Wisdom has built her house, she has hewn her seven pillars. She has slaughtered her animals, she has mixed her wine, she has also set her table. She has sent out her servant-girls, she calls from the highest places in the town, 'You that are simple, turn in here!' To those without sense she says, ‘Come, eat of my bread and drink of the wine I have mixed. Lay aside immaturity, and live, and walk in the way of insight.’
A Feast Like No Other: Ephesians 9:1-6
I have manage to have a lot of good meals in my life, at least a few of them here, in this very church. Today, I wanted to tell you about one feast in particular. It was probably the most ornate meal that I have ever been to. I ate this meal... or, really, experienced this meal last year when Tasha and I had the wonderful opportunity to travel to Casablanca in Morocco. We knew that this meal was going to be an experience just as soon as we got off the bus at the venue. We heard music before we even got into the building. The building itself looked like a castle, which it kind of was. It was mostly square and took up nearly the whole block. It was two stories high and there were several different courtyards within it's walls. Inside, dark wood contrasted beautifully with gleaming white plaster and stone. The walls were full of calligraphy that I couldn't read and images of intertwining vines and flowers. The arches all had lovely scalloped edges. The windows were full of stars. And, the music, which we had first heard across the street, reverberated off the walls as we entered through 20 foot tall, fortified wooden door.
Inside were two dozen young men who raucously played drums and sang to welcome us to our meal. They were wearing what we learned was traditional dress for different cultural and regional groups in Morocco. You could tell who was Berber, or at least representing one of the Berber cultures because they wore bright yellow shoes and white fezzes. Once we arrived in the main courtyard, we saw beautifully set tables and a lovely fountain in the middle. Women were stationed on giant couches and piles of pillows throughout the space. If you wanted, they would draw intricate designs in henna on your hands and sometimes all the way up your arm. After seeing some friends, we sat down to our tables, and looked over our menu. We recognized some of the food names. They make these great stews called tagines in Morocco. We would have one that night. And, lamb was on the menu. That is also very common. But, there were cheeses that we had that I had never heard of, and fruit juices, too. They were also going to serve some kind of pastry. I sat at table with a bunch of other Americans. So much had already happened. None of us had any idea what else to expect for the rest of evening. e sat down to our tables, and looked over our menu. We recognized some of the food names. They make these great stews called tagines in Morocco. We would have one that night. And, lamb was on the menu. That is also very common. But, there were cheeses that we had that I had never heard of, and fruit juices, too. They were also going to serve some kind of pastry. I sat at table with a bunch of other Americans. So much had already happened. None of us had any idea what else to expect for the rest of evening.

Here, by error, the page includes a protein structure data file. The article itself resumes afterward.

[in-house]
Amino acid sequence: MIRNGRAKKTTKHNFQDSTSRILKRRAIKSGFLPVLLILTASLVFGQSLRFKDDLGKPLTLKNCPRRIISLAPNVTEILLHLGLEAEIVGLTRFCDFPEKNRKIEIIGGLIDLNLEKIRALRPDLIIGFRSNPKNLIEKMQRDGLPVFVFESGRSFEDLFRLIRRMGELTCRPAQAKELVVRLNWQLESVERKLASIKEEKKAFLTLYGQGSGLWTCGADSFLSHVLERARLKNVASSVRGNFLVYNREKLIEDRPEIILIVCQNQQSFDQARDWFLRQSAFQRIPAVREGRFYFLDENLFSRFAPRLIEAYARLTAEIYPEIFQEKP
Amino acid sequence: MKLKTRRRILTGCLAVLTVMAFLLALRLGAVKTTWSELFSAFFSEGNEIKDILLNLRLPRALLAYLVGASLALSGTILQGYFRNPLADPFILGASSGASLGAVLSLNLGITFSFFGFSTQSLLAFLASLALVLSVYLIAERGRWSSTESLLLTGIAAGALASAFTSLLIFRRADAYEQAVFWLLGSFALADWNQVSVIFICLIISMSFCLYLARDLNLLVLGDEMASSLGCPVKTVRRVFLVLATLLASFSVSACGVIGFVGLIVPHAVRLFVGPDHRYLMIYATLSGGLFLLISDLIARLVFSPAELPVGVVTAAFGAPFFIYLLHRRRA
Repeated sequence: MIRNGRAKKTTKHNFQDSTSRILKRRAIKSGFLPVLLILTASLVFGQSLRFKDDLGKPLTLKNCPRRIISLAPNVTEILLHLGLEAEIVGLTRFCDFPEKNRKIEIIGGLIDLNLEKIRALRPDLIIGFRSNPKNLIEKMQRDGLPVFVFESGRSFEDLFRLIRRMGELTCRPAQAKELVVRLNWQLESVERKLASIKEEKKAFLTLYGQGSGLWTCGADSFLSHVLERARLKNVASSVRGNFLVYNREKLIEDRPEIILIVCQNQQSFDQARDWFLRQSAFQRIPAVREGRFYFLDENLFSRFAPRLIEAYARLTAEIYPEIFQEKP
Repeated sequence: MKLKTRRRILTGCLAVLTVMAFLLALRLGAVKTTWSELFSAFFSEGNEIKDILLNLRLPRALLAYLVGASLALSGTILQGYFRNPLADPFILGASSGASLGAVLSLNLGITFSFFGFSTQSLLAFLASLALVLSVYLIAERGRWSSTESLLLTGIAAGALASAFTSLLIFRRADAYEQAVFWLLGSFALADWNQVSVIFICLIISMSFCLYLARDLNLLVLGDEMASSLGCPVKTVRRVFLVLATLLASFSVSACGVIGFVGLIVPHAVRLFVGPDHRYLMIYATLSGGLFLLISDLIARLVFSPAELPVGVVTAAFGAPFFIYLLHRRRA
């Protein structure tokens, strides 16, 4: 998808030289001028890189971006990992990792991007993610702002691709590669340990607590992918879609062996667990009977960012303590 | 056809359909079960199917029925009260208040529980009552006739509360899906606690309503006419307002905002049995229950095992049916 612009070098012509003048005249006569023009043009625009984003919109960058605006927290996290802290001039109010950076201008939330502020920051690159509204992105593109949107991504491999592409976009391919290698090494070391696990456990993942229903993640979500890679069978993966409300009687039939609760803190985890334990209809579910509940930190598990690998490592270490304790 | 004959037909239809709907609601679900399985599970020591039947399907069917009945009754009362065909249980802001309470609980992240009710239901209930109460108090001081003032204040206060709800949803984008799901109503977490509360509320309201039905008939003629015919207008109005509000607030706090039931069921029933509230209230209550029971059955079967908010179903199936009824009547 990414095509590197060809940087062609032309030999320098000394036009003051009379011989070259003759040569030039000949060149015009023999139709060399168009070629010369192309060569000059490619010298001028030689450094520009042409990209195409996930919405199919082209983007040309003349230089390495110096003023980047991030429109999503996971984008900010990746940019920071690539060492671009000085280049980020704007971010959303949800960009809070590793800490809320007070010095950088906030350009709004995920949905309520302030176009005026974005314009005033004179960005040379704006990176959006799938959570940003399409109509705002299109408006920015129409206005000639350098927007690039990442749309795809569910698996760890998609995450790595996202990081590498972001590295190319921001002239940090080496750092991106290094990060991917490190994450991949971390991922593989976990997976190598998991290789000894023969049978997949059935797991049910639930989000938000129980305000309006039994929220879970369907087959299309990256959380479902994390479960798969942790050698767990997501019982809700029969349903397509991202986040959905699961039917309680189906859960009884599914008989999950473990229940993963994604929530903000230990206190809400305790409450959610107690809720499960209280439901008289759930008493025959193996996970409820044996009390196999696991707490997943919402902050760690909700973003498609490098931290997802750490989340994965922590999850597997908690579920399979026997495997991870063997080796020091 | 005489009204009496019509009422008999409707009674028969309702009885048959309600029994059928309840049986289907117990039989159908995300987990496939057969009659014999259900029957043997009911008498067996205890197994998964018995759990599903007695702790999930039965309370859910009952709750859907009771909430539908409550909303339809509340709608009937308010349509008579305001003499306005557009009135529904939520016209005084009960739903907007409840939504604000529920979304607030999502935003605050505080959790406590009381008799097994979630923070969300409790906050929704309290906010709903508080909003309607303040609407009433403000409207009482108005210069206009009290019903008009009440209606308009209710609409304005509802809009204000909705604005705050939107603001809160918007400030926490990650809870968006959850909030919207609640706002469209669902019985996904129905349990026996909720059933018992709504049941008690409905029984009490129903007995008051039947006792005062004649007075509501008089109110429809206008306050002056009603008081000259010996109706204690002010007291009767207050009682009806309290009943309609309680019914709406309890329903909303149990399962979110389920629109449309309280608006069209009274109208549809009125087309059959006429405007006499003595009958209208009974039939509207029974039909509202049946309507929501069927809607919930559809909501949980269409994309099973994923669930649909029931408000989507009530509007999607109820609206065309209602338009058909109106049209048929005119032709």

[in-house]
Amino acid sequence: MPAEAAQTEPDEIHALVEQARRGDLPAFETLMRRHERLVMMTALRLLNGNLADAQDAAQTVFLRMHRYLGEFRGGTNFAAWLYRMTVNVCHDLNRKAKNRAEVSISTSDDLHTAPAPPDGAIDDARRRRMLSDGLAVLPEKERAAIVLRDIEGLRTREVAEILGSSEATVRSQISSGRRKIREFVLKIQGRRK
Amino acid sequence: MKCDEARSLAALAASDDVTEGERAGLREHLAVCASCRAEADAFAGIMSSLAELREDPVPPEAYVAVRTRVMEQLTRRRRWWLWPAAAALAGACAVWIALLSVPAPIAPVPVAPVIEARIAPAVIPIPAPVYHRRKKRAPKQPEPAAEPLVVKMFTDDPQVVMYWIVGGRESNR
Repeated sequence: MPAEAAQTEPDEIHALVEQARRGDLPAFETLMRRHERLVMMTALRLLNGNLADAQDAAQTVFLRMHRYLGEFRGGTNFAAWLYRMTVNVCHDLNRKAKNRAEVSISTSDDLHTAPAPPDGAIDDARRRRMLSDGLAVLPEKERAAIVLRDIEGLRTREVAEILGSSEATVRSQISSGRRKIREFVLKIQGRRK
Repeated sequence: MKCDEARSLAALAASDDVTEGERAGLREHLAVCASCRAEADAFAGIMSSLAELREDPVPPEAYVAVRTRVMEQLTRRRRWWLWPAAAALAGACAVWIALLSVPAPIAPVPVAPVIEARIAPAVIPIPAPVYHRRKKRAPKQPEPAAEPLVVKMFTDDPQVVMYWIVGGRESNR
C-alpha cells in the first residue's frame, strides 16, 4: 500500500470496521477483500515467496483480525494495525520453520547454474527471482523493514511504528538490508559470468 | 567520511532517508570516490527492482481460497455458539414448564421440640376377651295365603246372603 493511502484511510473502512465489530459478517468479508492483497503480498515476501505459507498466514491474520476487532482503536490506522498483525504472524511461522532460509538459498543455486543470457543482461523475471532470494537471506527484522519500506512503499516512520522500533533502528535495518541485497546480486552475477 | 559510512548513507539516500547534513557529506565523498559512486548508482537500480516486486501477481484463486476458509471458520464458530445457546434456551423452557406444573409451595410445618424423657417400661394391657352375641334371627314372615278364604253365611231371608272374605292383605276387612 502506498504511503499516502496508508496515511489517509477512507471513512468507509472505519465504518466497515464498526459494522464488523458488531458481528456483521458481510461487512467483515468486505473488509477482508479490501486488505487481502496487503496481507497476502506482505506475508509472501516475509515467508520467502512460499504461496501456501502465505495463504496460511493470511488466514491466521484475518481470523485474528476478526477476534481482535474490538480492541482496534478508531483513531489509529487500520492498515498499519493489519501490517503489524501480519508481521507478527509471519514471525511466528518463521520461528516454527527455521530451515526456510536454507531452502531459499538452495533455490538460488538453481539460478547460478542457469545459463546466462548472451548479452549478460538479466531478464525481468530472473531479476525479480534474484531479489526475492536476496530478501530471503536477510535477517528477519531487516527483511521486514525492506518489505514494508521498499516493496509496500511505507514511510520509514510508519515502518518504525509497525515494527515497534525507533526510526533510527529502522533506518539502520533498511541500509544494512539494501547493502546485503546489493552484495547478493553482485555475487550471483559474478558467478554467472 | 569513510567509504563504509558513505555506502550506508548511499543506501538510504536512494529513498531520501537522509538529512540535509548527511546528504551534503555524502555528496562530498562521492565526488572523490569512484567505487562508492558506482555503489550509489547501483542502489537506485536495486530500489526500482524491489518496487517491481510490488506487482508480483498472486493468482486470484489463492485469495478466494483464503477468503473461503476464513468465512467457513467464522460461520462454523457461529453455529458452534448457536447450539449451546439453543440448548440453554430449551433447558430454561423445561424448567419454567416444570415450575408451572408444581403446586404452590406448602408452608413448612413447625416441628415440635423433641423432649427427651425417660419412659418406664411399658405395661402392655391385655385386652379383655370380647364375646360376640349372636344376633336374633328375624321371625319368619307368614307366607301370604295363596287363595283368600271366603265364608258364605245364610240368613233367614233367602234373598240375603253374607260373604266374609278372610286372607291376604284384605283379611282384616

As it turns out, the main thing that we didn't expect is that this dinner would go on to last five to six hours. Our menu said dinner would begin at 6 PM. Well, as it turns out, the dinner festivities began at 6 PM. It would be probably another hour and half or two hours before the first small course was served and yet another hour and a half after that before we actually got a decent amount of food. The tagine that was knew was coming didn't arrive until 9 PM. The food took a very long time to get to us, but when it arrived, there were massive piles of it, far more than the eight of us at our table could eat. When they brought the lamb course, they brought out an entire lamb to our table, plus more piles of roasted vegetables. I can not even tell you what our dessert was. I was filled to the gills by that point. There was also many cups of mint tea throughout the night. I was so hopped up on caffeine that night that I barely slept.
Why, you may ask, did it take so long to get food? What was going on? Perhaps it would be helpful to know a little context here. The conference we were attending moves around every year. One year, it will be in either the US or Canada and the next is will be abroad. While there are often Moroccan scientists in attendance, this was the first time that a university in Morocco was able to host the event. They knew that this was likely the first time that many people had ever been to Morocco and it would maybe be the only time that some of us would have the opportunity to go. So, they wanted to go all out. They wanted to show us the best they had to offer. That meant good food and plenty of it. That also meant that they wanted to make sure that we learned something about Moroccan history and culture.There should also be something fun, so there should be singing and dancing. This feast was to include all those things. The trouble was, those of us who weren't Moroccan or hadn't traveled there before, had no idea what was going on and had not planned correctly to make this an enjoyable evening.